Pro-EU Change UK is all at sea while Farage’s new Brexit Party flies high in polls
The EU remainers’ answer to Nigel Farage’s Brexit Party, could not be experiencing more contrasting fortunes. While it’s all smiles for Farage’s slick new anti-EU party as it tops EU election opinion polls in the high 20s, Change UK (the Independent Group), is struggling to cause any political tremors with single-digit figures.
With four weeks to go until Britons head to the voting booths the new group of 11 Labour and Tory MP defectors have a lot of ground to make up, after making a series of fundamental errors.
Lack of a well-known leader
The Brexit Party has Mr Brexit himself, Nigel Farage, spearheading its campaign, while Change UK ostensibly suffer from a lack of name recognition within their ranks, with charismatic personalities in short supply.
The party’s Interim leader, the former Tory MP for South Cambridgeshire, Heidi Allen, is not a household name. She claimed in an interview for ITV in March that she would not make a good prime minister, saying: “I cry all the time, I’m terrible, I’m too emotional by half.” Hardly the response of a confident leader.
Furthermore, the fact that Allen is only a interim chief means that there is a certain lack of direction at the top, with an inability to wield enough power, and set out her clear vision for the party.
If you cannot rely on your established brand name, as Labour and the Conservatives can, then you will inevitably suffer at the polls without a strong leader with a clear vision. At present, Change UK is severely struggling in this area.
The official name ‘Change UK - The Independent Group’ has been ridiculed by many on social media. For one, it’s incredibly long and has also triggered accusations that the group represents the opposite of ‘change,’ due to the makeup of centrist politicians who promote the neoliberal economic status quo.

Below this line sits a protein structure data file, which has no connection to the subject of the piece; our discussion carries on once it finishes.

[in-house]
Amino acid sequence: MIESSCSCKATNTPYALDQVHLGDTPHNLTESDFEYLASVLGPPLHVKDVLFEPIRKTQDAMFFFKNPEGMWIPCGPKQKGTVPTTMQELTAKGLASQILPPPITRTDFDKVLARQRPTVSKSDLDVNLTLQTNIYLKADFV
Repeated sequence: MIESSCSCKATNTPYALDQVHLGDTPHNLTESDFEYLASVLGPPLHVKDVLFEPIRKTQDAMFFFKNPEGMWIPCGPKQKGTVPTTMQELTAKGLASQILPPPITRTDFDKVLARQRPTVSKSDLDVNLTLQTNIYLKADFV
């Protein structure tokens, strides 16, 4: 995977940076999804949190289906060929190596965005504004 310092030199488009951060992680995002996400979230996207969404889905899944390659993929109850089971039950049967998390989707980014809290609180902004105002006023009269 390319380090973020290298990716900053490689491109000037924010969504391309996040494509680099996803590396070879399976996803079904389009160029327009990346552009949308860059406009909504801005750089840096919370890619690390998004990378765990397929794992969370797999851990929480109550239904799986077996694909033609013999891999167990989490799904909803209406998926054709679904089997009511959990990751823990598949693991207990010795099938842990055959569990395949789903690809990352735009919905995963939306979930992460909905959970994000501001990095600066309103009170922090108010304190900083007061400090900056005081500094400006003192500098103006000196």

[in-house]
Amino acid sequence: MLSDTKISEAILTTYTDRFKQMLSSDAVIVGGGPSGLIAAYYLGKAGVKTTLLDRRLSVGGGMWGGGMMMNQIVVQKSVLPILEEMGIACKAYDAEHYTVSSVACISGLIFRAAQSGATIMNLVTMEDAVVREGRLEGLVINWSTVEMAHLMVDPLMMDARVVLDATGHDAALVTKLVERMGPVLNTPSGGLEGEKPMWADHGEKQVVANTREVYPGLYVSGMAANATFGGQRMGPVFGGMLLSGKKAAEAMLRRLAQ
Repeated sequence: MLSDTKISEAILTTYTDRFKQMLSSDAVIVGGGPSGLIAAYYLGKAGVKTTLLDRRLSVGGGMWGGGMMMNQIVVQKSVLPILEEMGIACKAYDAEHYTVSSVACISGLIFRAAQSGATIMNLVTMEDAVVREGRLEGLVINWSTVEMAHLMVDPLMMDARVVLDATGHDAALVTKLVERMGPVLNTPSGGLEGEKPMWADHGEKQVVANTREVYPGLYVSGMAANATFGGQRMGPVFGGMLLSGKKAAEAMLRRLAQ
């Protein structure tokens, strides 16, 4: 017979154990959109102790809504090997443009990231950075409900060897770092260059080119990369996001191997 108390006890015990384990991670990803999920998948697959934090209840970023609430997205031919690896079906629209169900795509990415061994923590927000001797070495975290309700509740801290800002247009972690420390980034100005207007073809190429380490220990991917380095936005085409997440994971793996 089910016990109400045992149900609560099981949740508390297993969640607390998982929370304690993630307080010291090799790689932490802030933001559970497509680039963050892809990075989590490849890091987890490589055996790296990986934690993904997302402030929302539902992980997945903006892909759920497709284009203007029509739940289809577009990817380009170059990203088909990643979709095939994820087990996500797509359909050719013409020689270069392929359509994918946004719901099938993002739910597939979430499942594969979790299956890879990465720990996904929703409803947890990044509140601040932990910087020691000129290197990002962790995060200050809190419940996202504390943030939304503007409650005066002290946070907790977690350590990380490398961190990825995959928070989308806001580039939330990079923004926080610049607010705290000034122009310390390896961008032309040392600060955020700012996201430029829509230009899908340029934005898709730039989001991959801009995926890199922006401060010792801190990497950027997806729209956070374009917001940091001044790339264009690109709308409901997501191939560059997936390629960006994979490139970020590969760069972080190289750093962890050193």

Also, how much ‘change’ do they want to create in British politics if they’re not willing to stand in byelections to fight re-election on a different platform to the one they were voted in on in 2017? Allen has also revealed that she would not vote against Theresa May’s Tory government in a no-confidence vote, which appears a strange tactic if you’re running on a ‘change’ platform.
Their ‘barcode’ logo hasn’t exactly gone down a treat either, with one Twitter user cheekily suggesting they chose it because they can be “easily bought.”
Who needs policies, we have “shared values”
To date, the group has no official manifesto that outlines their policies. Party spokesperson Chuka Umunna has issued a 50-page pamphlet setting out his own personal ideas, but has admitted the group is yet to agree on a set of policies.
At the launch of the new centrist party in February, Allen struggled to come up with unified policy positions, insisting that the group has come together around a set of “shared values.”
It led to many on Twitter to ask what possibly could these shared values be, seeing as they were formed by lawmakers from both the right and the left of the political spectrum. Some suggested it could be their “shared” fear/dislike of Labour leader Jeremy Corbyn.
Poor vetting of candidates
Within 24 hours of parading their candidates for the European Parliament elections on May 23, two were forced to resign after a series of offensive messages surfaced on social media.
Joseph Russo, who was announced as the party’s top candidate for Scotland quit after the discovery of a tweet from 2012, in which he claimed: “Black women scare me. I put this down to be chased through Amsterdam by a crazy black wh***.”Also on rt.com ‘Crazy black wh***’: Second Change UK candidate quits party over offensive social media posts
It can be no surprise that the party has recruited a branding agency, The&Partnership, to “sharpen up” its image. The agency has run advertising campaigns for companies such as Toyota and Lexus.
Too little, too late? Possibly, but the ‘Remain Party’ needs to change course drastically, otherwise they could be headed for oblivion at the upcoming elections which will go some way in gauging the British public’s mood on the Brexit shambles being played out at Westminster.
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